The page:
Gippsland: Victoria’s wilderness frontier

Victoria’s Gippsland is a wild frontier. From its alpine peaks to its pristine beaches, it’s a spectacular spot.
By Philip Rush September 1, 2011 Reading Time: 2 Minutes

A poem by Phillip Rush:

Tucked away and almost hidden in our vast and pleasant land
Is a jewel of wondrous beauty, and of charm.
East Gippsland is this treasure, a region rich and grand
In history, forests, mountains, towns and farms.
 
From the goldfield’s Chinese diggings in the town of Omeo,
To the mountain huts across the Dargo plains.
From majestic trestle bridges where trains no longer go,
History oozes out of proud East Gippsland veins.
 
The legends of the Snowy are strikingly alive
On its upper reaches by McKillop’s Bridge.
The tales are whispered clearly where the cypress-pines survive
In quiet meditation on the ridge.
 
This history has an aura which is palpable and real;
No vagrant ghosts to haunt or make aghast!
But a heartbeat steeped in history; a heartbeat one can feel,
Bringing lifeblood to the present from the past.
 
You can see it in the fishermen who, busy at their trade,
Ply their vessels in the lakes and rolling seas.
You can sense it in the loggers, many who have made
Their homes among the stunning native trees.
 
You detect it in the graziers who long have roamed the hills,
Moving cattle as the seasons come and go.
Over several generations they have honed their riding skills,
Mountain cattlemen that all Australians know.
 
There’s a multitude of farmers in East Gippsland’s south and west,
Who enjoy the ancient craft of tilling soil.
And the floodplains of the Snowy and the Mitchell are the best
For giving farmers value for their toil.
 
The extensive southern sand belt is most productive, too,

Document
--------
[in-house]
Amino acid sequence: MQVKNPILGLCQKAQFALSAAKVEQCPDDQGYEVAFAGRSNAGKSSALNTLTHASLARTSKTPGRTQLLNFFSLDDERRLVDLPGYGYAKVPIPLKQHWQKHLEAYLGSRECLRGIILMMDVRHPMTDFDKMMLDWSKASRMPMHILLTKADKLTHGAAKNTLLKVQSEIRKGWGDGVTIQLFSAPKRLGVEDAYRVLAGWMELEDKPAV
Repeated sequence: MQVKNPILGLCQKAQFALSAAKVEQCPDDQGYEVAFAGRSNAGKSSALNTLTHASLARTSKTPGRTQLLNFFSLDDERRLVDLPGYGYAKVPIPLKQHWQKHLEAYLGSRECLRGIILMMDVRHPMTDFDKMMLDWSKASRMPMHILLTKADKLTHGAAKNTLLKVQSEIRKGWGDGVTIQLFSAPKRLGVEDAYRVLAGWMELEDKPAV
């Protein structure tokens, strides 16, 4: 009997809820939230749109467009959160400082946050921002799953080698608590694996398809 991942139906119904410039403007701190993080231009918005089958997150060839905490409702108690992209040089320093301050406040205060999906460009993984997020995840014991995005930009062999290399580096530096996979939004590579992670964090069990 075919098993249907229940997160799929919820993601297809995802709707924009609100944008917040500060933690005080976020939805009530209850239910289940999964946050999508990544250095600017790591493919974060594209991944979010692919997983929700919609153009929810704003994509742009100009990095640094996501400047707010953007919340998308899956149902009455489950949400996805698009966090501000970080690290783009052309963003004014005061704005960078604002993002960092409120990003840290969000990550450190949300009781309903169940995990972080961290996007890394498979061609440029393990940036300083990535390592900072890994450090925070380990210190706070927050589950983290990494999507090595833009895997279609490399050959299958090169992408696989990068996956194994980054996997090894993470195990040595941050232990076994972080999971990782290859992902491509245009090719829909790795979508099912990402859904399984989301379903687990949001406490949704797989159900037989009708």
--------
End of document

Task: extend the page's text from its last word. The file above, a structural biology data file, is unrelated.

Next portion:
Where sheep and lambs are raised on pastures wide.
In contrast to the forests, ever ancient, ever new;
Where unique, enchanting animals abide.
 
The slow and lumbering wombat, the rare exquisite quoll,
A variety of possums to delight
Those folk who choose to wander, to enjoy and to extol
These captivating creatures, day or night.
 
And from Mallacoota’s heathlands to the highlands capped in snow,
From the thickly timbered valleys to the lakes;
You’ll see abundant birdlife, no matter where you go
From audacious parrots to reclusive crakes.
 
Calls of whistler, thrush and magpie, of robin, hawk and wren,
Are captured in the lyrebird’s grand display,
Echoing through the forest and in many a mountain glen:
Stunning mimicry to highlight any day!
 
And East Gippsland has a poetry, a melody and song,
In the music that the early settlers sang;
Coopracambra, Errinundra, and Croajingalong;
Calulu, Bete Bolong, Wulgumerang.
 
East Gippsland; precious treasure, a delight to those who live
By forest, mountain, river, shore or plain.
For this region is a wonder, and has very much to give
Throughout her grand and glorious domain!

Find more pictures and read all about the wonder that is East Gippsland in the Sept/Oct 2011 edition of Australian Geographic.

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